• The title: working title was "Slutty Teenage Hobo Vampire Junkies", but as the author began to see the book was "transcending it's Roger Corman-esque origins" a song from a forgotten lo-fi band named Unicornface popped up called "Woof Eats Creeps" then a friend suggest "Sun Eats Creeps" which the author thought too obvious and riffed to "The Orange Eats Creeps".

              "When a sleeping cats paws twitch it's dreaming of running away from you
               You know, these are weird times, marked by a non-specific dread that rests
               in nights of brown fog at the center of my bones. Everything in life is determined
               a machine fueled by the tones emitted by digging a fresh grave. Horrific events
               are set in motion in this occupied territory, activated by movement, but I can't
               stop moving."
                                                                                                               -page 105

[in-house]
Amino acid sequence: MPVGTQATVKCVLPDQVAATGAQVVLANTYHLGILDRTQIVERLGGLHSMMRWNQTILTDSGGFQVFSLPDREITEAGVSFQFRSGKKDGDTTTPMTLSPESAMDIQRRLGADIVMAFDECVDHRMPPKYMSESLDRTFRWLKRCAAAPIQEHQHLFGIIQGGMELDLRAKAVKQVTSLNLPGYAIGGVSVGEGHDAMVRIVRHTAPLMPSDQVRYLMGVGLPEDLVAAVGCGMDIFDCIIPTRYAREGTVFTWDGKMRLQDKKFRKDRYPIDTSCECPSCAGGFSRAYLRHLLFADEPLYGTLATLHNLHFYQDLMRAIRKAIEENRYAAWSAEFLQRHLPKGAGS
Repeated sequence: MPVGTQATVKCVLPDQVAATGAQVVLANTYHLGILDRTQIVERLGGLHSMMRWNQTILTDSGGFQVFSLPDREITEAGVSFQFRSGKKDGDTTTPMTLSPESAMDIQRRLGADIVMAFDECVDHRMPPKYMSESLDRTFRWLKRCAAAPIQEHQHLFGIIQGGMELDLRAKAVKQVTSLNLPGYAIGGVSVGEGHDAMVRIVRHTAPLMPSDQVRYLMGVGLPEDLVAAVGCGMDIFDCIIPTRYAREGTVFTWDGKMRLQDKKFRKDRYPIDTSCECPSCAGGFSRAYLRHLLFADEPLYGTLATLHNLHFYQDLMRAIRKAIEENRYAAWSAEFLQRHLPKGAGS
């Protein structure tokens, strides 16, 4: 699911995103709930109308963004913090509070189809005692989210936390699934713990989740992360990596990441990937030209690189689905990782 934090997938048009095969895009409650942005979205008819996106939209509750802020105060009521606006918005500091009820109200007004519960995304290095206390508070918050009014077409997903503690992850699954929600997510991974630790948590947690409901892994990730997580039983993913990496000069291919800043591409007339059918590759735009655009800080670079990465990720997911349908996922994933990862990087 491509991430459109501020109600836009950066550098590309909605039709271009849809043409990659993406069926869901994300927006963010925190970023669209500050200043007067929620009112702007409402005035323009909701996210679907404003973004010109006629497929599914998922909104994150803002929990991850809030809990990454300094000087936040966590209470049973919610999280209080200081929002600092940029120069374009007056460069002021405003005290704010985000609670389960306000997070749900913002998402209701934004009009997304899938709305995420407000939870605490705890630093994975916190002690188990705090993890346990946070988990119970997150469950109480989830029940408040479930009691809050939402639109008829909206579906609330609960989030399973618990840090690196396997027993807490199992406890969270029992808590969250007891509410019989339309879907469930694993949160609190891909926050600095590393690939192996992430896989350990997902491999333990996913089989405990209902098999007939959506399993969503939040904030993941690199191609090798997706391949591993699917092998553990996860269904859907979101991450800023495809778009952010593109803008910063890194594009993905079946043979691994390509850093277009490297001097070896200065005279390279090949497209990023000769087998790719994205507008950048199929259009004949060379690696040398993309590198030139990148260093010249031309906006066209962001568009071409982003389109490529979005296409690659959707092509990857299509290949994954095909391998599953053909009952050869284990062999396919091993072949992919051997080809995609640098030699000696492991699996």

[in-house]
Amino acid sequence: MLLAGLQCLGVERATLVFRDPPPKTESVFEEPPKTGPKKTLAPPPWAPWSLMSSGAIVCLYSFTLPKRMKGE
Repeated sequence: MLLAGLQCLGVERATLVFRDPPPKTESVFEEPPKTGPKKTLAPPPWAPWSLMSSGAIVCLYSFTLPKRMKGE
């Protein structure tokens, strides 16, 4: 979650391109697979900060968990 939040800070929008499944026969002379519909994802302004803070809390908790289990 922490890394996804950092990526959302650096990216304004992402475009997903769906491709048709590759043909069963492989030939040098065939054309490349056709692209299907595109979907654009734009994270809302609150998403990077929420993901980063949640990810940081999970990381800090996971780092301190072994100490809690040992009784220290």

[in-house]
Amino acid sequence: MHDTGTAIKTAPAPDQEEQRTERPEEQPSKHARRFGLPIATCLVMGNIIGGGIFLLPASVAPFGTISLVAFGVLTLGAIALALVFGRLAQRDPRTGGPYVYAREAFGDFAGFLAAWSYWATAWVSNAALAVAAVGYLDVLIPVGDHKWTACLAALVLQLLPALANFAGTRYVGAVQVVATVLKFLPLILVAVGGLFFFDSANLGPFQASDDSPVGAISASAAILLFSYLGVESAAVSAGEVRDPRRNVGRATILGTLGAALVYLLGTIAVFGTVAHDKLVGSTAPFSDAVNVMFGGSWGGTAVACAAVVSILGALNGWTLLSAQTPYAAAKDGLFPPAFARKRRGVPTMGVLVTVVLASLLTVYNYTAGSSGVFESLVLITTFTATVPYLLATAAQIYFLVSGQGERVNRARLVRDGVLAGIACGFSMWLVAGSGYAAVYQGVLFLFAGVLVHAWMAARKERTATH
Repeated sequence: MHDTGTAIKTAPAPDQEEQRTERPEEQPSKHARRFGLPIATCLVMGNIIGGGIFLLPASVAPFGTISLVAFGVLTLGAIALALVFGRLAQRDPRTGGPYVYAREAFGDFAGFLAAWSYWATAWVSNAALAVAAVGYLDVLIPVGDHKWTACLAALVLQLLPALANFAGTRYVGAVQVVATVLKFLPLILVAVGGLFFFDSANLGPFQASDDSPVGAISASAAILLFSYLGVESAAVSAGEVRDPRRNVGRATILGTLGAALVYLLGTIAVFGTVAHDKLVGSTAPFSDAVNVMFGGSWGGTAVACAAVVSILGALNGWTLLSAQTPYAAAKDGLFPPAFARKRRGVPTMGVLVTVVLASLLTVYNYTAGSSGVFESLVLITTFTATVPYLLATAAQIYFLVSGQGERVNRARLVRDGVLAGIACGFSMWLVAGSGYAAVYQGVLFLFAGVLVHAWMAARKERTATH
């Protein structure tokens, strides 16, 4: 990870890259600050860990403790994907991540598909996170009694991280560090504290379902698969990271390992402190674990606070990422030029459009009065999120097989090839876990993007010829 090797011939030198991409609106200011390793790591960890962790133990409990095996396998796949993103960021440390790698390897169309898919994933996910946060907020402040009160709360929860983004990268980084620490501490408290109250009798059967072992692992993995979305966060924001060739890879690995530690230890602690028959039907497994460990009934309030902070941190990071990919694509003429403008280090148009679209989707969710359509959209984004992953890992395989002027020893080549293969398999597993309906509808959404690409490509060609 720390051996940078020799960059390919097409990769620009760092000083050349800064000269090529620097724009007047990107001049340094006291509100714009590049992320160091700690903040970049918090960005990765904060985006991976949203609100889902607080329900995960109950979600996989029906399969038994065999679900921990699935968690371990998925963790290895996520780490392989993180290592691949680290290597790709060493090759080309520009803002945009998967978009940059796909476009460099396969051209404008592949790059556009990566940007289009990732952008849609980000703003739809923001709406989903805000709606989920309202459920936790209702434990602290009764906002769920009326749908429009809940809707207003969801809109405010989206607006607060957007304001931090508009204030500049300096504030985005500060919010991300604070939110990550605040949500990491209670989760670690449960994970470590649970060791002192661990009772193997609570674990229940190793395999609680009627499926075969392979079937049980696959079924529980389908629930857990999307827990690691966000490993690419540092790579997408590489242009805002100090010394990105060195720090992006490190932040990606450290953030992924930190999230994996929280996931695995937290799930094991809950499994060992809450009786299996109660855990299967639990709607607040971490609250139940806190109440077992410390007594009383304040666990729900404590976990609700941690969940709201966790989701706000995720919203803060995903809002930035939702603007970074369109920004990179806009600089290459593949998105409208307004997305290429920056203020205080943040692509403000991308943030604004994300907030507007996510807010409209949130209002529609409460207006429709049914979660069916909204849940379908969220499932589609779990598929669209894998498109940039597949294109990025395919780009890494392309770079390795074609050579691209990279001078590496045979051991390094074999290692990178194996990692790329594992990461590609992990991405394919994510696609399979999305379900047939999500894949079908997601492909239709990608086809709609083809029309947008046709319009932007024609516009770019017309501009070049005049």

The author: according to the wikipedia entry on Grace Krilanovich she "moved to the Los Angeles area from Santa CruzCalifornia in 2003. She attended San Francisco State University for her undergraduate studies, where she received a Bachelor of Arts degree in American Studies. She then went on to receive a Master of Fine Arts in Writing at the California Institute of the Arts, where she graduated in 2005. She currently works at The Los Angeles Times"

          "These were antique thoughts, marked by a non-specific dread...My first impulse 
            is to go to sleep. My second impulse is to have sex with it and  my third impulse 
            is to eat it. That's how my mind works. But the three are not quite as fixed as 
            you might think; they've been boiled down, chiseled out, and  refined, 
            painstakingly handcrafted over three centuries resting at the bottom 
            of my brain. The three are like the finest three-line poem chiseled in gold at the 
            foot of a roaring majestic waterfall and I'm sure as hell not giving them up, not 
           for the world. I need them."
                                                                                                                 -page 131